We Don’t Need No Thought Control

In today’s Guardian, there is a piece featuring the head of the Dragon School in Oxford who is condemning the way the state sector is only assessed on academic performance. Management by levels of progress.

I’ve been a governor at my nearest state secondary school for over 6 years. I’ve chaired the governors’ teaching and learning committee for most of that time. I am also a trained teacher, although the last time I was responsible for a classroom was in the late 1980s – and a lot has changed in that time.

One of my biggest challenges is squaring the requirement to set the school’s academic target with my belief that education is more than assessment. I say “set the school’s academic target”. In reality, that’s set for us by external agencies. All we, as governors, can do is raise it.

While we had criterion-based exams, this made some kind of sense. (A criterion-based exam is like the driving test – you gain a level if you demonstrate you are competent at that level.) If you had a low attainment rate then you knew what the criteria to gain higher grades were, and it was (sort of) acceptable to say that, next year, we want x% more students to gain higher grades.

However one of the reforms undertaken by Michael Gove was to move back to norm-based exams (where only a certain percentage of students will gain a grade). You no longer know that, if you master skillset X, you will gain grade Y. Instead you gaining grade Y is entirely dependent upon how everyone else has done. If you gain 99% in an exam, under criterion-based grading you were likely to get an A. Now, if everyone else gets 100%, you’ve failed.

So a target for a school becomes meaningless. You can get your students to gain higher marks, but if everyone else is also gaining higher marks, your better performance doesn’t result in better grades.

It was this assessment that Michael Gove resolutely seemed not to understand when confronted with it by the House of Commons Education Committee – leading to the wonderful question from its Chair, “were you better at literacy or numeracy, Secretary of State?” Well, he obviously didn’t understand the statistics part of Maths, as you can’t have everyone above average.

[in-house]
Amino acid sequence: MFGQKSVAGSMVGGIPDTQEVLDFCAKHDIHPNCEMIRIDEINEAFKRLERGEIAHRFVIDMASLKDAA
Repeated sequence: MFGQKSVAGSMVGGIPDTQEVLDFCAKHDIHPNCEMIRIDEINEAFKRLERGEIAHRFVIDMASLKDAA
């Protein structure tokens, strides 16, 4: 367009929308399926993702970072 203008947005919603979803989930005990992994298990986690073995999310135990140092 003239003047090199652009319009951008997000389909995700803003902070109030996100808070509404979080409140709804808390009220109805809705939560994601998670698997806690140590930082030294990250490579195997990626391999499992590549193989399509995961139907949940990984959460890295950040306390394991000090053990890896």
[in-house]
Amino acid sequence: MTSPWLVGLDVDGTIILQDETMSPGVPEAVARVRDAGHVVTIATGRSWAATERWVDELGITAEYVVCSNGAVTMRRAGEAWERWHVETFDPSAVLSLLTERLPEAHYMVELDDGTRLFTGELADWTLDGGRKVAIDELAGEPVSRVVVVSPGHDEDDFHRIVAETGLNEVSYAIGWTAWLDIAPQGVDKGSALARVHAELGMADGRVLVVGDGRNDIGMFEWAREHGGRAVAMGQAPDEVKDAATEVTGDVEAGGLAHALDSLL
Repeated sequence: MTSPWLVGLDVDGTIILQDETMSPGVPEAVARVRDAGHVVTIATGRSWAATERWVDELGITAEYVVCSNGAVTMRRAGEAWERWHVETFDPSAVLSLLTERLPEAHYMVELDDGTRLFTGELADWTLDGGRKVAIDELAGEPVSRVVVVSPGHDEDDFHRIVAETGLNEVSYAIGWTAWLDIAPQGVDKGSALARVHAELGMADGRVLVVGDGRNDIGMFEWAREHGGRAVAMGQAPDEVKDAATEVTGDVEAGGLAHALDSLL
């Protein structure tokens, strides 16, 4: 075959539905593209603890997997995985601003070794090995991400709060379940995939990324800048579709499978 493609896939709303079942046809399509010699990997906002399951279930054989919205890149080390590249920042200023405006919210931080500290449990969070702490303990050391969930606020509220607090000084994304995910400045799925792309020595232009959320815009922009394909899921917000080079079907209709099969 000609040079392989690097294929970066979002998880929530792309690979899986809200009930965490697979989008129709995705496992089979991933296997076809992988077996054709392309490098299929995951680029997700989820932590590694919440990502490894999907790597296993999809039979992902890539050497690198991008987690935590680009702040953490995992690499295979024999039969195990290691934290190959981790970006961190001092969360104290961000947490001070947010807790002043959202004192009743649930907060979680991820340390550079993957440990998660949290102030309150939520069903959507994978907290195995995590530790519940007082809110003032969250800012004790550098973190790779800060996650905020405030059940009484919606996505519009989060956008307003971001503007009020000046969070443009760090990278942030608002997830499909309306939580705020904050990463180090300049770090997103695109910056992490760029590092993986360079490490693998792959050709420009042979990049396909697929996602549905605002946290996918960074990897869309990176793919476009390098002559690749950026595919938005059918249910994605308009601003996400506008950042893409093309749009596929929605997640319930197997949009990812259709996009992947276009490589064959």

However, despite the meaninglessness of targets, governors are still expected to set them, and schools are still judged depending upon whether those targets have been met. It’s rather like setting a football team a target of scoring 4 goals in a match, but the goalposts keep moving depending upon how other teams are doing.

So my time chairing my school’s teaching and learning committee has been dominated by discussions driven by data – projections, assessment, analysis of different groups – and little to do with the actual content of the curriculum and what the school is actually offering. Quite frankly, it’s horrible, and I wish it would change. But, each year, the ferocity of the targets seems to become stronger, as does the staff’s fear of not meeting them. The goal has been to become an outstanding school – in Ofsted terms – ignoring the wider educational requirement.

The environment where children can explore and become confident seems to have disappeared. I agree with the Dragon School’s head’s assessment.

My daughter, currently studying for her AS levels, is academically very gifted – but she is also musically and theatrically gifted. She’s always loved investigating things. We could see her primary school killing off that enthusiasm, and our son’s earlier experience of Year 6 was simply one of endless revision. So we took the decision to move her to a private theatre school – initially just for her Year 6.

She spent that year learning without the pressure of SATS, and (re)gaining confidence. She ended up staying for three. We were fortunate to have the money. It was, I think, the best thing we could have done for her at the time, but I resented that the facilities simply weren’t there in the state sector. We moved her back into the state system to start her GCSEs. It’s a credit to her and the school that she emerged with an unprecedented (in our family and in the school’s history) 12 A*s.

My analysis is that the rot has really set in by the time students start secondary school. Primary schools seem to be no longer places for students to explore, but simply factories to learn stuff by rote. If you haven’t learnt how to spell Wednesday this week, then that’s too bad, because next week you have to learn how to spell February (and we did have a variant of that discussion with our son’s Year 2 teacher).

Yes, there needs to be accountability within our schools. Yes, too many schools simply drifted without effective scrutiny. But the relentless pressure on our children to be better than a moving average is not education, and seems detrimental to the mental health of many.


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